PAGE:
Now that I've been here a couple of days, other things strike me, of course. As in most cities in North America, people stand outside their workplaces, on the sidewalks, to smoke. But there are signs everywhere warning that the fine for leaving a cigarette butt on the sidewalk is $250 (although this may be changing as I type, the Canadian dollar is worth about $1.05 American, which means the fine isn't trivial), and there are long tubular ashtrays provided at intervals. As a result, the sidewalks are a lot less grungy, though there's still the occasional butt littering the sidewalk. Another thing: there's good coffee available here, and lots of coffee shops in the downtown area. Maybe most interesting are the birds. Not the seagulls (though I was initially
surprised, only to recollect that Salt Lake City had seagulls the year I lived there), but some reasonably large perching birds that do a lot of hopping along the ground and have shiny black (or very, very dark blue) heads and throats, white breasts, and dark blue wings and very long dark blue tail feathers that drag on the ground. Also, their legs and feet appear to be dark blue. (And speaking of birds, we encountered some highly sophisticated ravens at one of those out house rest stops in the Rockies, who have no scruples stopping them from venturing inside parked cars in search of goodies when the cars' occupants have been foolish enough to stand outside the car to stretch their legs with the car doors open.)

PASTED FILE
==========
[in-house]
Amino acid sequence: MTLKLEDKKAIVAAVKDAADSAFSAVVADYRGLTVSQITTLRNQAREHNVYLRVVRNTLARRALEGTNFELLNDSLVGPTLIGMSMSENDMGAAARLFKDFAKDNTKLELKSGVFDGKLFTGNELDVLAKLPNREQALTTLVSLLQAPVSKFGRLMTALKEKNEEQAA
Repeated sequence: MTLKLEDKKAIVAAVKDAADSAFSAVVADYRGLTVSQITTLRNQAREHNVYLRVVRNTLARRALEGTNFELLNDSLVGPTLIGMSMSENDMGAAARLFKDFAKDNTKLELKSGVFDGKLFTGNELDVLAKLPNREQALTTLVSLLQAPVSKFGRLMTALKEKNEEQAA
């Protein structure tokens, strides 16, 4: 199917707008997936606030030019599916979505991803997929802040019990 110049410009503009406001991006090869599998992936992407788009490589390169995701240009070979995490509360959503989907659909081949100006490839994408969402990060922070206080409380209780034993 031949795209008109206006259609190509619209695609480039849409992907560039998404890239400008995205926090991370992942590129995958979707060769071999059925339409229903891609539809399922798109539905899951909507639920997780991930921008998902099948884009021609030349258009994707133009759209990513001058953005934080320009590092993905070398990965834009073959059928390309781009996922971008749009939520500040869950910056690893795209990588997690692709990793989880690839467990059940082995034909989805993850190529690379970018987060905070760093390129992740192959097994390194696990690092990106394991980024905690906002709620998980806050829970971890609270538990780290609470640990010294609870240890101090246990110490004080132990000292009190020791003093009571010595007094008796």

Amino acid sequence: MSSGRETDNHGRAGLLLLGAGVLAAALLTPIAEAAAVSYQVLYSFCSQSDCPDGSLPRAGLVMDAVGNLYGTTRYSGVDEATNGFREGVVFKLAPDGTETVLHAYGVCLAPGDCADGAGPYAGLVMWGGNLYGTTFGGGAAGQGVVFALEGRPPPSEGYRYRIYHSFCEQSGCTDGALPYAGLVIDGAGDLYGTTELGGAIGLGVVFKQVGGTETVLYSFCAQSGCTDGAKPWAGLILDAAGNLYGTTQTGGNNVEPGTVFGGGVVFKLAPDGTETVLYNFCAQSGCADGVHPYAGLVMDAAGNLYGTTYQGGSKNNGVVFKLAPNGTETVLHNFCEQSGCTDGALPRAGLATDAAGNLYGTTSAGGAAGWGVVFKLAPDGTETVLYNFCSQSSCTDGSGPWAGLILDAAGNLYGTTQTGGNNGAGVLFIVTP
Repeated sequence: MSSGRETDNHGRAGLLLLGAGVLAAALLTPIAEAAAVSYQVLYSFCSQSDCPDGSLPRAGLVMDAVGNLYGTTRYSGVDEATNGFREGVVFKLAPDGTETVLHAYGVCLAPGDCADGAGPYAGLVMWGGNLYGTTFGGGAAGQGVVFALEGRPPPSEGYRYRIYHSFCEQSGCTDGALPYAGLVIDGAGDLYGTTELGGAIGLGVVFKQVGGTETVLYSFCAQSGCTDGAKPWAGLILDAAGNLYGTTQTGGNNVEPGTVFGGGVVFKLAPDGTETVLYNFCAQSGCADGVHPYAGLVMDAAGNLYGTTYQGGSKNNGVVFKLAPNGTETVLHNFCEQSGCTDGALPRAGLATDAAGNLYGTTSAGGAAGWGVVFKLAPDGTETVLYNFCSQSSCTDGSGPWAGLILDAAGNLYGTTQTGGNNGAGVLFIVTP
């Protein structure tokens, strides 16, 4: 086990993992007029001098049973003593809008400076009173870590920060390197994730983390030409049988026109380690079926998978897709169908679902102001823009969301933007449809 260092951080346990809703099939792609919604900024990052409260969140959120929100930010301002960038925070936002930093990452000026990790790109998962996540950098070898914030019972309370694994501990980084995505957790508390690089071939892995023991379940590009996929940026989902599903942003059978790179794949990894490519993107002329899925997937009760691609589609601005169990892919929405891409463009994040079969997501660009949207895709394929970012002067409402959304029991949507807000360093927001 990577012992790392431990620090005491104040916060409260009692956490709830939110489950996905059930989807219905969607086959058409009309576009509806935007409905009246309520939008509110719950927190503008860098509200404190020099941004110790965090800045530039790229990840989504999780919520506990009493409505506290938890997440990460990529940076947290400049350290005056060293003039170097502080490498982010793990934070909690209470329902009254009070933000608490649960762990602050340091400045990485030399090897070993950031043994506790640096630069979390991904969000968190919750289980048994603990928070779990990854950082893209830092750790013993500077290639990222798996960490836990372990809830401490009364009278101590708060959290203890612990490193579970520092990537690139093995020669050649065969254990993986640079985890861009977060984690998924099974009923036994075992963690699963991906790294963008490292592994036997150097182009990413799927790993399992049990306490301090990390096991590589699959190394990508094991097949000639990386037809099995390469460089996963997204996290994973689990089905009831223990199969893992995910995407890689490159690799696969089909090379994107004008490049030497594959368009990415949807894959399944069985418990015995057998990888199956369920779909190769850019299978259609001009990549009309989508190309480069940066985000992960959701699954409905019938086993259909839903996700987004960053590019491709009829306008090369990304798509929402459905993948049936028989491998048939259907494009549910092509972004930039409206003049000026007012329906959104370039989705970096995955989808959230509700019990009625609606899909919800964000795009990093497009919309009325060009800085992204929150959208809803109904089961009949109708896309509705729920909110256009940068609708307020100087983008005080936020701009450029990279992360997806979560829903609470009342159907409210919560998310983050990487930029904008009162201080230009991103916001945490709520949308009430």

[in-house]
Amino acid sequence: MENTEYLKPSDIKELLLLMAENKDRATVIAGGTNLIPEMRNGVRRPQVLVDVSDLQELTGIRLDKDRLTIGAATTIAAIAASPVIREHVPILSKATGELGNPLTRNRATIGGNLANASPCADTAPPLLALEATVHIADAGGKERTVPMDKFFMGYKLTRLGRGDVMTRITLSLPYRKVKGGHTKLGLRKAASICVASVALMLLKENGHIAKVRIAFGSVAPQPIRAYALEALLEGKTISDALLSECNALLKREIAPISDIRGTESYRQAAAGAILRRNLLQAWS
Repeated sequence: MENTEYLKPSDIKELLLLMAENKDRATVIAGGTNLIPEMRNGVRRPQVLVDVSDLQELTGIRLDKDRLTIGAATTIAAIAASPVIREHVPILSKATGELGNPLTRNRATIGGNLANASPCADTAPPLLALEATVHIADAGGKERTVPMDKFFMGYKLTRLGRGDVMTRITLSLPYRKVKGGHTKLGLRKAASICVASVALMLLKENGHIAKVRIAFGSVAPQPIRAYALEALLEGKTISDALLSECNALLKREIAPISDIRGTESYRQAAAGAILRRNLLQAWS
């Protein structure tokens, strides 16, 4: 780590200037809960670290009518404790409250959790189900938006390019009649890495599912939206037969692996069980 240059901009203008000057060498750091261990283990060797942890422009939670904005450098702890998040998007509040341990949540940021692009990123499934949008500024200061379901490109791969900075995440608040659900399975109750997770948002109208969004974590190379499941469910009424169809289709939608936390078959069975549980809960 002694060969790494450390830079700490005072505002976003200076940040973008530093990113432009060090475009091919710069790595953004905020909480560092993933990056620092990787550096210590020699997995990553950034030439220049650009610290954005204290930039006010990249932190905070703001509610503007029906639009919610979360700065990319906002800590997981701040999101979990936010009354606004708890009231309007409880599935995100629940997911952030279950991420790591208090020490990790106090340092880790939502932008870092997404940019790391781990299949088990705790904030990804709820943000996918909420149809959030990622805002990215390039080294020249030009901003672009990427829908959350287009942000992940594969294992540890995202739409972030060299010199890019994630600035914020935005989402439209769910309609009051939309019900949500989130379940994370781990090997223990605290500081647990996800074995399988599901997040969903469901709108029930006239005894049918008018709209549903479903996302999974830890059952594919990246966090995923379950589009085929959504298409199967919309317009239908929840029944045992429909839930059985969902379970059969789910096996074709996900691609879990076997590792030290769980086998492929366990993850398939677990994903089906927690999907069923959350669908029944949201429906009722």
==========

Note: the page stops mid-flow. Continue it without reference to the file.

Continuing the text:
Internet connections are, again, sketchy-- the story of this summer's traveling life. I don't know why anyone would trust cloud technology. Imagine if I had it, the e-books I supposedly "own" copies of would have repeatedly been out of my reach. Poor internet access seems to be the trend, don't you think? In most cases, inquiries have elicited the information that bandwidth has been curtailed by the providers (where previously that had never been a problem), as a ruse for raising the amount ISP subscribers pay for service. I suspect we'll be seeing more and more of this, now that any form of regulation of such things is going the way of the dodo.

In the meantime, I'm acutely aware that we could be caught by the crashing of the dollar, thanks to the Republicans' willingness to allow the Tea Party tiny minority no-nothings to set the agenda for the entire country (and some would say, planet). We'd intended to make a leisurely return to Seattle after Tom's conference here ends, but we may need to change our plans.